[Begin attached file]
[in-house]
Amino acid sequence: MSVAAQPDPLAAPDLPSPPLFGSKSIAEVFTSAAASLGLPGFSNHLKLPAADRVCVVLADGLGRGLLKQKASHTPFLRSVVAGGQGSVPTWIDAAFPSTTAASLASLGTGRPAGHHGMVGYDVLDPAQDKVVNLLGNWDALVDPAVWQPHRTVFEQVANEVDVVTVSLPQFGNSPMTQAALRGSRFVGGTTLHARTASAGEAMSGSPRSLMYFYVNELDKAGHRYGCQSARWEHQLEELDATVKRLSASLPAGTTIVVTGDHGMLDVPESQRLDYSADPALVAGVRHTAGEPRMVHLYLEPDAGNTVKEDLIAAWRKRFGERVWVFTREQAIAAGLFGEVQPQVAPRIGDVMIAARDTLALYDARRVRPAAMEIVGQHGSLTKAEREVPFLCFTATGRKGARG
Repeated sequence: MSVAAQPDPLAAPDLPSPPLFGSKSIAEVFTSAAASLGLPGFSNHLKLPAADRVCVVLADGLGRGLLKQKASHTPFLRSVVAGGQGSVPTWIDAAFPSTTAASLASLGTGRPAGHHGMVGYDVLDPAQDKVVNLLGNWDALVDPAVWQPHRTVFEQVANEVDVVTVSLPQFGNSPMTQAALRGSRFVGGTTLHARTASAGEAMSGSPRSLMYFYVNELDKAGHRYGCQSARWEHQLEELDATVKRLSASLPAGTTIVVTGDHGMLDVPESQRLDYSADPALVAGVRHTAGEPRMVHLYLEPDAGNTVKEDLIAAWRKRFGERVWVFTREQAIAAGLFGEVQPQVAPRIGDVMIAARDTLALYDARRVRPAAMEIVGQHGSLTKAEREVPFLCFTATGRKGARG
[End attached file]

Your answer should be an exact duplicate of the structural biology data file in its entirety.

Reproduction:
[in-house]
Amino acid sequence: MSVAAQPDPLAAPDLPSPPLFGSKSIAEVFTSAAASLGLPGFSNHLKLPAADRVCVVLADGLGRGLLKQKASHTPFLRSVVAGGQGSVPTWIDAAFPSTTAASLASLGTGRPAGHHGMVGYDVLDPAQDKVVNLLGNWDALVDPAVWQPHRTVFEQVANEVDVVTVSLPQFGNSPMTQAALRGSRFVGGTTLHARTASAGEAMSGSPRSLMYFYVNELDKAGHRYGCQSARWEHQLEELDATVKRLSASLPAGTTIVVTGDHGMLDVPESQRLDYSADPALVAGVRHTAGEPRMVHLYLEPDAGNTVKEDLIAAWRKRFGERVWVFTREQAIAAGLFGEVQPQVAPRIGDVMIAARDTLALYDARRVRPAAMEIVGQHGSLTKAEREVPFLCFTATGRKGARG
Repeated sequence: MSVAAQPDPLAAPDLPSPPLFGSKSIAEVFTSAAASLGLPGFSNHLKLPAADRVCVVLADGLGRGLLKQKASHTPFLRSVVAGGQGSVPTWIDAAFPSTTAASLASLGTGRPAGHHGMVGYDVLDPAQDKVVNLLGNWDALVDPAVWQPHRTVFEQVANEVDVVTVSLPQFGNSPMTQAALRGSRFVGGTTLHARTASAGEAMSGSPRSLMYFYVNELDKAGHRYGCQSARWEHQLEELDATVKRLSASLPAGTTIVVTGDHGMLDVPESQRLDYSADPALVAGVRHTAGEPRMVHLYLEPDAGNTVKEDLIAAWRKRFGERVWVFTREQAIAAGLFGEVQPQVAPRIGDVMIAARDTLALYDARRVRPAAMEIVGQHGSLTKAEREVPFLCFTATGRKGARG